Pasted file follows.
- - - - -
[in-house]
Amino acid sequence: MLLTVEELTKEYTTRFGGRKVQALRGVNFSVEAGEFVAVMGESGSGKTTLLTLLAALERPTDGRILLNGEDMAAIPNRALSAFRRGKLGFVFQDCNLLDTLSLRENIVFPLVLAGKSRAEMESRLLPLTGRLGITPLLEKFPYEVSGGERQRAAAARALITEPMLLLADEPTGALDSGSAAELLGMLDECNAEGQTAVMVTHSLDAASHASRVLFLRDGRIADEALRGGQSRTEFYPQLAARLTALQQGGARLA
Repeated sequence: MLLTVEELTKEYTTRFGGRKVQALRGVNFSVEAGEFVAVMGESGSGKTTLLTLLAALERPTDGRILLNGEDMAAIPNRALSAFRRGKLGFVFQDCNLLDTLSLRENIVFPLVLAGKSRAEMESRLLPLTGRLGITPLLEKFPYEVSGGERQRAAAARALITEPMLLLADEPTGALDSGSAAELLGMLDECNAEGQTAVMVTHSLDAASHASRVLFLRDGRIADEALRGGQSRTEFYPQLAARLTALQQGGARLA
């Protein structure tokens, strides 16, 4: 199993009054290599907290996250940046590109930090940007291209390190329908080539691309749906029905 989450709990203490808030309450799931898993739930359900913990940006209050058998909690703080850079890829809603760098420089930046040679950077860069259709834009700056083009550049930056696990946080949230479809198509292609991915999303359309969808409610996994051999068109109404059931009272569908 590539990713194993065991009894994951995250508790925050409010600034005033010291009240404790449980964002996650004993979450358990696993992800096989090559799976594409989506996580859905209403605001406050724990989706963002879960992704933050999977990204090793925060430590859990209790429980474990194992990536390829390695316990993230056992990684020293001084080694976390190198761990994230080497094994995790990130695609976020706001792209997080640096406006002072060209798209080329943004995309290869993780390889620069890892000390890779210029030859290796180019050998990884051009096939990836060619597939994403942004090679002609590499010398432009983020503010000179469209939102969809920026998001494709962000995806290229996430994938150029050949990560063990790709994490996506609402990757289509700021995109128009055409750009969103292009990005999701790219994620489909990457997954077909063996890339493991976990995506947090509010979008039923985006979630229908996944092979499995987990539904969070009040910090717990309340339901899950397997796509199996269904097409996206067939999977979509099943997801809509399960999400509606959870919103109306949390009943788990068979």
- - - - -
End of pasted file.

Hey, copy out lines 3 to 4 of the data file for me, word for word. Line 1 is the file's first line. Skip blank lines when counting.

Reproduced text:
Repeated sequence: MLLTVEELTKEYTTRFGGRKVQALRGVNFSVEAGEFVAVMGESGSGKTTLLTLLAALERPTDGRILLNGEDMAAIPNRALSAFRRGKLGFVFQDCNLLDTLSLRENIVFPLVLAGKSRAEMESRLLPLTGRLGITPLLEKFPYEVSGGERQRAAAARALITEPMLLLADEPTGALDSGSAAELLGMLDECNAEGQTAVMVTHSLDAASHASRVLFLRDGRIADEALRGGQSRTEFYPQLAARLTALQQGGARLA
């Protein structure tokens, strides 16, 4: 199993009054290599907290996250940046590109930090940007291209390190329908080539691309749906029905 989450709990203490808030309450799931898993739930359900913990940006209050058998909690703080850079890829809603760098420089930046040679950077860069259709834009700056083009550049930056696990946080949230479809198509292609991915999303359309969808409610996994051999068109109404059931009272569908 590539990713194993065991009894994951995250508790925050409010600034005033010291009240404790449980964002996650004993979450358990696993992800096989090559799976594409989506996580859905209403605001406050724990989706963002879960992704933050999977990204090793925060430590859990209790429980474990194992990536390829390695316990993230056992990684020293001084080694976390190198761990994230080497094994995790990130695609976020706001792209997080640096406006002072060209798209080329943004995309290869993780390889620069890892000390890779210029030859290796180019050998990884051009096939990836060619597939994403942004090679002609590499010398432009983020503010000179469209939102969809920026998001494709962000995806290229996430994938150029050949990560063990790709994490996506609402990757289509700021995109128009055409750009969103292009990005999701790219994620489909990457997954077909063996890339493991976990995506947090509010979008039923985006979630229908996944092979499995987990539904969070009040910090717990309340339901899950397997796509199996269904097409996206067939999977979509099943997801809509399960999400509606959870919103109306949390009943788990068979």